Reclaiming the Past: The Afro Puerto Rican Art of Cocobalé

Miguel Machado
12 min readMar 31, 2021
Members of the Cepeda family engaged in a “juego”

The island of Puerto Rico is an island of many rhythms. Whether it’s the salsa that cascades from the open windows of pastel-colored houses or the cars that pass with their trunks open and speakers reverberating the heavy bass of dembow, the streets are alive with music. But there is another rhythm, an older rhythm, one birthed in rebellion and practiced in secret. It is the rhythm of cocobalé, the Puerto Rican art of machete and stick fencing.

Among the African diaspora of the Caribbean, machete fencing has a rich history. Martial arts like the Haitian Tire Machet or the Cuban Juego de Maní, all share origins in the slave trade, traditions brought over by warriors made prisoners and adapted to tools of the cane fields. Cocobalé is undoubtedly a part of this tradition. Yet, it’s more amorphous, its genesis harder to pin down, obscured by time and secrecy. Carlos Padilla is trying to change that.

Founder of Proyecto Kokobalé, he offers a comprehensive explanation of its origin. And it is an origin intrinsically linked to the national music of Puerto Rico, bomba.

“Cocobalé was born from a necessity of the enslaved to free themselves. In PR, slaves were given leisure time for fear of rebellion. Ironically, [during] this leisure time, bomba drum circles were allowed and it was during these encounters that the rebellions were planned. It was here that that kokobalé as we know it today was born, with the bambula as a rhythmic base [allowing] techniques to be practiced that could be applied to real life.”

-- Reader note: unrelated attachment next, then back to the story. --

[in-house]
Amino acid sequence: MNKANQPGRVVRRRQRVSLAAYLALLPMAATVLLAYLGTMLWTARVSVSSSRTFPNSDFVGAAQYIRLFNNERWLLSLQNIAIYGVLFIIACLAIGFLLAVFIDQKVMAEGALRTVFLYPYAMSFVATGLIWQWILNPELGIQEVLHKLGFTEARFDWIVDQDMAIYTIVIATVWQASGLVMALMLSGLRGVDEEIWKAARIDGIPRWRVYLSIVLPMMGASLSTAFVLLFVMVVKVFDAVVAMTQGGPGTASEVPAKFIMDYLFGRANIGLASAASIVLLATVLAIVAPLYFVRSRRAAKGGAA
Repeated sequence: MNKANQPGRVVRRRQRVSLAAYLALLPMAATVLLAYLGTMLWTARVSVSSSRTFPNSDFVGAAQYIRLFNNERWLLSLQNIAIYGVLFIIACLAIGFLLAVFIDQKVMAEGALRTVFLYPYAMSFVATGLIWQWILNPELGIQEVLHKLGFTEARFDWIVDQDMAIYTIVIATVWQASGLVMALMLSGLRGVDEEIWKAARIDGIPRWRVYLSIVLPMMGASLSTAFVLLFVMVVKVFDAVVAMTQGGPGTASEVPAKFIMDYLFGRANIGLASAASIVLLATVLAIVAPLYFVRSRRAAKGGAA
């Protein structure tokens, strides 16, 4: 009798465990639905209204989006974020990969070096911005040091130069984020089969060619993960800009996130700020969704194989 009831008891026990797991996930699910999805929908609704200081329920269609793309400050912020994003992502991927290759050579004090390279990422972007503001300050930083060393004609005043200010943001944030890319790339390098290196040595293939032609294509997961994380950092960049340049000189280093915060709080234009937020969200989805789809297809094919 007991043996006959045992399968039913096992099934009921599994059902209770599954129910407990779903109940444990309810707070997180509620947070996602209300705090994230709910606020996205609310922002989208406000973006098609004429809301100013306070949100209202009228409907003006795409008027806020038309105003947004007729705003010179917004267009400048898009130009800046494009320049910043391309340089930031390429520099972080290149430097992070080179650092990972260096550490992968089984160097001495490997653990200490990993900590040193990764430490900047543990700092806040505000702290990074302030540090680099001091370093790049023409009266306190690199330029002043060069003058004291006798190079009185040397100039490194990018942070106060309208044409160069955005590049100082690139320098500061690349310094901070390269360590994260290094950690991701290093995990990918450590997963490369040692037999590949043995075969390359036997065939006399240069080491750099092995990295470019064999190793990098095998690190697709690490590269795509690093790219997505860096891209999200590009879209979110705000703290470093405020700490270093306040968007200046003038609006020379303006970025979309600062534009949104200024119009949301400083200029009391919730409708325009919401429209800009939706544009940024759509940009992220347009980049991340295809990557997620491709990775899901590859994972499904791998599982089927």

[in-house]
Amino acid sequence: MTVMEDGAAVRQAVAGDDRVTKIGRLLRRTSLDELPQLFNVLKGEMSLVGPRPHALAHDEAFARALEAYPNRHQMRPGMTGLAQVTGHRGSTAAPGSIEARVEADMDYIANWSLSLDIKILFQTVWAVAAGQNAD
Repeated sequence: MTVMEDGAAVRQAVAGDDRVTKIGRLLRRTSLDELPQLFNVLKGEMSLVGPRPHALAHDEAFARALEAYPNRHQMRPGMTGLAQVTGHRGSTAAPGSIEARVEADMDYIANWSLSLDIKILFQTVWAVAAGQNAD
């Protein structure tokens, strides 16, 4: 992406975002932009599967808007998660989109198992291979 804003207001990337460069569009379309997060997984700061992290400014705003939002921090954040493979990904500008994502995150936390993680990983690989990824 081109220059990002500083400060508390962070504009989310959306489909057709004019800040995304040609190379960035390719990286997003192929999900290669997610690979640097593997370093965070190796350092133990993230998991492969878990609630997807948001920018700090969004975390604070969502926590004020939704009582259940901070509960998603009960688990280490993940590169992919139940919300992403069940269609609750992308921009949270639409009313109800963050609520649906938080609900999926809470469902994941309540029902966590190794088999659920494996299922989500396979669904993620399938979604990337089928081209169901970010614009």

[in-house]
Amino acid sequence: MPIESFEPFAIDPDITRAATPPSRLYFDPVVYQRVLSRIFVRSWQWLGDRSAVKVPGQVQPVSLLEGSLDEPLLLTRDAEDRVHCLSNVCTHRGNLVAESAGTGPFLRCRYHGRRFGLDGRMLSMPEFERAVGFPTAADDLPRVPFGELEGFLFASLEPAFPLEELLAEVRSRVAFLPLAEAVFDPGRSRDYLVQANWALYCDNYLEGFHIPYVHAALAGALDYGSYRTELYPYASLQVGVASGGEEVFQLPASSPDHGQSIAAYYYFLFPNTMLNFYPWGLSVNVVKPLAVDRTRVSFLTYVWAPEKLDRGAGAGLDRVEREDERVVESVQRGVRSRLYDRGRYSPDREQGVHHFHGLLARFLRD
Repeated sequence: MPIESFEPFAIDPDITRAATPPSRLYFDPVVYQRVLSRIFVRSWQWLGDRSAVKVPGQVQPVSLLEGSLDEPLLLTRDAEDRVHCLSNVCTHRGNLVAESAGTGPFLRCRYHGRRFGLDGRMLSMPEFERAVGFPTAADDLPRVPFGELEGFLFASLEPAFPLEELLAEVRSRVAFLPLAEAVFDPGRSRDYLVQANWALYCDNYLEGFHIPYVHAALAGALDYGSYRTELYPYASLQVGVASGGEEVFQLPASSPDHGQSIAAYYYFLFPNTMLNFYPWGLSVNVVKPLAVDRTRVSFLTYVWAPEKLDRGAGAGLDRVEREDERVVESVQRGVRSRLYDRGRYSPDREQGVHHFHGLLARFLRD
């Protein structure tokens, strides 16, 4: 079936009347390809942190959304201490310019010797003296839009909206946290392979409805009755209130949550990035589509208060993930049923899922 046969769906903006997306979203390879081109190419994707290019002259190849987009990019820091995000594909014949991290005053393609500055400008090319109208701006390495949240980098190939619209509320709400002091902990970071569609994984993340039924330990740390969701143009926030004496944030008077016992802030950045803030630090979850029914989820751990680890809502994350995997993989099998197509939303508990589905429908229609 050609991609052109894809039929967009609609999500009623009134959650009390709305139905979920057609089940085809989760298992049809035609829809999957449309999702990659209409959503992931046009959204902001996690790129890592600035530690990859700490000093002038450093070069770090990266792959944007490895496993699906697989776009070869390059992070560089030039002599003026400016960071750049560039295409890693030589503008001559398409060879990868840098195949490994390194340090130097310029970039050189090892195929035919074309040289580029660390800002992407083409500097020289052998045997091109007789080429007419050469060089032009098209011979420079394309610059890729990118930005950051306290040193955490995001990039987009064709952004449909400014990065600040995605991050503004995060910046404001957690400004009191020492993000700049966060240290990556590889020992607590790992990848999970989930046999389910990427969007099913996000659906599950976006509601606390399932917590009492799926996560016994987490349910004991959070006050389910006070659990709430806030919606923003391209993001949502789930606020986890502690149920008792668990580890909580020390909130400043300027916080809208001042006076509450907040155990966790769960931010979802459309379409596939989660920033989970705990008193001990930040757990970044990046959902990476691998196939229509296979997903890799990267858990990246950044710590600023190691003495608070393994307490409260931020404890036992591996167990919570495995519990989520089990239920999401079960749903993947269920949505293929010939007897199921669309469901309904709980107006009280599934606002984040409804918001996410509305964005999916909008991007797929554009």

In Padilla’s opinion, the incorporation of dance, similar to other martial arts of the African diaspora, served as a disguise, a way for the enslaved to practice their techniques in secret. He is also quick to point out that the practice of martial arts to music is something common in African culture.

It is simply that, in the Caribbean, this aspect evolved to serve a more clandestine purpose.

Restoring an Art from Oral History

This secretive nature, however, has contributed to the loss of the practice in modern times. Today, there are a handful of dedicated cocobalé practitioners openly taking on students.

Miguel Machado

Miguel is based out of Puerto Rico. When not on an adventure you can find him typing away.